¶ 18 “Nonetheless,” according to the opinion of the court of appeals, “the deficiencies in the published notice do not have the effect of voiding Leucadia's extension application.” Longley, 960 P.2d at 910. Here we cannot agree. This conclusion fails to take account of the consequences of inadequate notice. We hold that the deficiencies in the public notice rendered the notice invalid, and therefore Longley must be given the opportunity to have his objections to Leucadia's fifth extension request on its change application heard.
II. STRICT COMPLIANCE WITH STATUTORY NOTICE REQUIREMENTS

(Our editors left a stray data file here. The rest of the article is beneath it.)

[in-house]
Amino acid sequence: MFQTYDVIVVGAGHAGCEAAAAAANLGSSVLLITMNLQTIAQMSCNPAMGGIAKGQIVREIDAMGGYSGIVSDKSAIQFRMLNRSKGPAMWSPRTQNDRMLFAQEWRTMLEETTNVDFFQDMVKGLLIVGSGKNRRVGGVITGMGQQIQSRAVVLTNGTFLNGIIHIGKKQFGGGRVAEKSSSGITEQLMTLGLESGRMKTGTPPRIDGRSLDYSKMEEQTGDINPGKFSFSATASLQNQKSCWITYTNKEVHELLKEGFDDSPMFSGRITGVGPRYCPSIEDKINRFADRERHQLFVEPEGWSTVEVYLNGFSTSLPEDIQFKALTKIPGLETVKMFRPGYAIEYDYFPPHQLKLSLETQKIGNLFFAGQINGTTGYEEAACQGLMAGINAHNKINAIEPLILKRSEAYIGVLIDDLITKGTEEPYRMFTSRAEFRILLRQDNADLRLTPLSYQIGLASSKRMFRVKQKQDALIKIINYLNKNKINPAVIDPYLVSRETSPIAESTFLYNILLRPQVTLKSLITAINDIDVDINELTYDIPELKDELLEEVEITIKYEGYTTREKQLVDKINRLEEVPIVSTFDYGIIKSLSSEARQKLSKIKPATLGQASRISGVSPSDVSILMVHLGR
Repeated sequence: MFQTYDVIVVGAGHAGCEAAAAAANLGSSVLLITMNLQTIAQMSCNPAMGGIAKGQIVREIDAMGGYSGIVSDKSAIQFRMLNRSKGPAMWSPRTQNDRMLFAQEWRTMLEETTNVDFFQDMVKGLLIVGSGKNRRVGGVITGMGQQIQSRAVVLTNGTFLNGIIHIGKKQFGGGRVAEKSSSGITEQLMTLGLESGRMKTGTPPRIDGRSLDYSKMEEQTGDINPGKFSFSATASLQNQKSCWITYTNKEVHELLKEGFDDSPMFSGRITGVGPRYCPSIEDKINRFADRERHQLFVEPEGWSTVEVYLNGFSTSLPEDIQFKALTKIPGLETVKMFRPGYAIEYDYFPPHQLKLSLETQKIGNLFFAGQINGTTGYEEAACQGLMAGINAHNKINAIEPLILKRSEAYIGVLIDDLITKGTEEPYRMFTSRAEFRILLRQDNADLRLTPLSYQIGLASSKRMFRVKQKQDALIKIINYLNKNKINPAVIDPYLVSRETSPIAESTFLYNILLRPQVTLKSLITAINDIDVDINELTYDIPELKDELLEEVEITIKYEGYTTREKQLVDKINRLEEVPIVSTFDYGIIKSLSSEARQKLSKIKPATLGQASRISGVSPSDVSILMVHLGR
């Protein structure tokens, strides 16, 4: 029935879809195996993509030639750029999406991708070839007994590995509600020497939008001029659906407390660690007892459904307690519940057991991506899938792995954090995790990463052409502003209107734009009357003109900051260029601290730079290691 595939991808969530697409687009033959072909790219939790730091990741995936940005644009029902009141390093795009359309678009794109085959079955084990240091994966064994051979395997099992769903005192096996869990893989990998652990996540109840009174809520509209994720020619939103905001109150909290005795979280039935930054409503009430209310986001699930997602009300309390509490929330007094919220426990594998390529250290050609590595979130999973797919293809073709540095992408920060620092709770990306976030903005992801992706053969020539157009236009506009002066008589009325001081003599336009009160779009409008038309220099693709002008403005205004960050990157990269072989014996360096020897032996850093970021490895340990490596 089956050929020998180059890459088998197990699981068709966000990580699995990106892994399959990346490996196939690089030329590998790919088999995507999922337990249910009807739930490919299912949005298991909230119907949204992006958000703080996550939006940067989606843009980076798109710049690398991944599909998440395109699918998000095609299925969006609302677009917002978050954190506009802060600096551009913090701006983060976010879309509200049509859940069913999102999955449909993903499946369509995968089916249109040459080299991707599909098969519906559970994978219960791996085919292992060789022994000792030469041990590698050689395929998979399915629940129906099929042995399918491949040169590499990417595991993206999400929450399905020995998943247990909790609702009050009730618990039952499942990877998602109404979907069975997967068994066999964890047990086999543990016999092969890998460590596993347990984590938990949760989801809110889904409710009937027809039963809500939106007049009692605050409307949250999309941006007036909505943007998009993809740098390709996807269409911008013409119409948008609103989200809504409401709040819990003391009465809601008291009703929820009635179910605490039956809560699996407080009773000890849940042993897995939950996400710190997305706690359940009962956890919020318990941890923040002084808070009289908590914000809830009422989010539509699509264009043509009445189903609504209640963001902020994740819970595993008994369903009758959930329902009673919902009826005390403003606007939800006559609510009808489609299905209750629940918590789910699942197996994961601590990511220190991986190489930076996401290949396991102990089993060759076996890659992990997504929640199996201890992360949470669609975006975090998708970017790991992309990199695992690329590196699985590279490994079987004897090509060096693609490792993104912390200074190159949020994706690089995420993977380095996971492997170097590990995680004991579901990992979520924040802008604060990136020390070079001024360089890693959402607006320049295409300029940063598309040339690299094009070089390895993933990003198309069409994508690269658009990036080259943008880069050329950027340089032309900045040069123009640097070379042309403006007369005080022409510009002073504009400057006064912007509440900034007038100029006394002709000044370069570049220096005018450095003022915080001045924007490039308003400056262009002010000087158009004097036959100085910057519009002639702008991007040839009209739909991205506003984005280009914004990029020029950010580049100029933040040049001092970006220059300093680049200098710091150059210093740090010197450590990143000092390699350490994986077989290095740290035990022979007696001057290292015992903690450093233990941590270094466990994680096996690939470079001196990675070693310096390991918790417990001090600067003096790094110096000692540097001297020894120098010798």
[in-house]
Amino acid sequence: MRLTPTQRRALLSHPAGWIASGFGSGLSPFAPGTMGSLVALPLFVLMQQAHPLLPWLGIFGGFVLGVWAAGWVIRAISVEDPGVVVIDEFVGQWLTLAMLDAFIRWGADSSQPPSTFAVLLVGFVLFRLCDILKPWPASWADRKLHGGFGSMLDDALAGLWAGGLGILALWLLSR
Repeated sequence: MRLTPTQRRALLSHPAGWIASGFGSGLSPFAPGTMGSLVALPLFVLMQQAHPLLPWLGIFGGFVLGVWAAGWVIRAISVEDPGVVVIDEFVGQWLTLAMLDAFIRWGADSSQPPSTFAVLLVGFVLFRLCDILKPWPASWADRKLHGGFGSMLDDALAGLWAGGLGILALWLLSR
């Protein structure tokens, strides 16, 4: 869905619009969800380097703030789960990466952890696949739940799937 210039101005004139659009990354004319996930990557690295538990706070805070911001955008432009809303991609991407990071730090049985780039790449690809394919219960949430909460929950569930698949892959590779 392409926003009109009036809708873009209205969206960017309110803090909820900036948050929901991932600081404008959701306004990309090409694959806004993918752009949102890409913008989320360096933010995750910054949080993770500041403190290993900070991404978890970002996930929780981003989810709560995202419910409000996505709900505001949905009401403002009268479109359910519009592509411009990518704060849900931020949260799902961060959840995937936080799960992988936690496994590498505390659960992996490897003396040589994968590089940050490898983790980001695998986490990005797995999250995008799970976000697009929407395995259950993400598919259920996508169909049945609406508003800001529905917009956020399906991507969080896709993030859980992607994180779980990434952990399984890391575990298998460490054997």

¶ 19 “ ‘[O]ne of the cardinal principles of statutory construction is that the courts will look to the reason, spirit, and sense of the legislation, as indicated by the entire context and subject matter of the statute dealing with the subject.’ ” Mountain States Tel. & Tel. Co. v. Payne, 782 P.2d 464, 466 (Utah 1989) (quoting Musich v. United States Smelting, 113 Utah 101, 108, 191 P.2d 612, 616 (1948)). The water and irrigation statute directs that “[b]eneficial use shall be the basis, the measure and the limit of all rights to the use of water in this state.” Utah Code Ann. § 73-1-3 (1989). Thus, the public policy underlying the statutory scheme is that water resources should be put to “beneficial use” in this state, where water is a scarce and highly prized commodity. To assure the equitable distribution and the most efficient use of this scarce commodity, the legislature has mandated procedures that include the public in the consideration of requests to the State Engineer for extensions of time on change applications made more than fourteen years after initial approval. The statute requires both public notice of a hearing on such requests and information to the public of the “diligence claimed and the reason for the request.” Id. § 73-3-12(2)(f)(ii).